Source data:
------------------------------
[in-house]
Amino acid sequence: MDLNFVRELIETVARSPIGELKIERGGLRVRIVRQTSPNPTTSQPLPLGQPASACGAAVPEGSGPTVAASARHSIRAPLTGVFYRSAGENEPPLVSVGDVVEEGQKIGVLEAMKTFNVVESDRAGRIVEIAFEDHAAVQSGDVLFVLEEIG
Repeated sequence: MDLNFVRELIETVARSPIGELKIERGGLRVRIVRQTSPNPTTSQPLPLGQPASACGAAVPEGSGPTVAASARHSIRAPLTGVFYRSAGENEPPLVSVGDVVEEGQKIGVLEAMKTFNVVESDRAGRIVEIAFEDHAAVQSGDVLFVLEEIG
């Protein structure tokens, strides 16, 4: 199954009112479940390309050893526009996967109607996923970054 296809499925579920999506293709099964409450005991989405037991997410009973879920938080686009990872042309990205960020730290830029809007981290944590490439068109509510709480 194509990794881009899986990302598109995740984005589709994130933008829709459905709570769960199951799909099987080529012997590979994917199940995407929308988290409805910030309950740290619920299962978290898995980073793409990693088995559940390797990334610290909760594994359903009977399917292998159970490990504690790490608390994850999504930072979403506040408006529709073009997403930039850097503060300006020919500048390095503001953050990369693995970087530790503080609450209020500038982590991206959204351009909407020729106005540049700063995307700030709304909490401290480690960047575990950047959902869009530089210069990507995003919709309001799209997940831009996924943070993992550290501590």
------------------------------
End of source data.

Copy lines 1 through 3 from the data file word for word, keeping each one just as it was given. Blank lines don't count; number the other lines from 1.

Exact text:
[in-house]
Amino acid sequence: MDLNFVRELIETVARSPIGELKIERGGLRVRIVRQTSPNPTTSQPLPLGQPASACGAAVPEGSGPTVAASARHSIRAPLTGVFYRSAGENEPPLVSVGDVVEEGQKIGVLEAMKTFNVVESDRAGRIVEIAFEDHAAVQSGDVLFVLEEIG
Repeated sequence: MDLNFVRELIETVARSPIGELKIERGGLRVRIVRQTSPNPTTSQPLPLGQPASACGAAVPEGSGPTVAASARHSIRAPLTGVFYRSAGENEPPLVSVGDVVEEGQKIGVLEAMKTFNVVESDRAGRIVEIAFEDHAAVQSGDVLFVLEEIG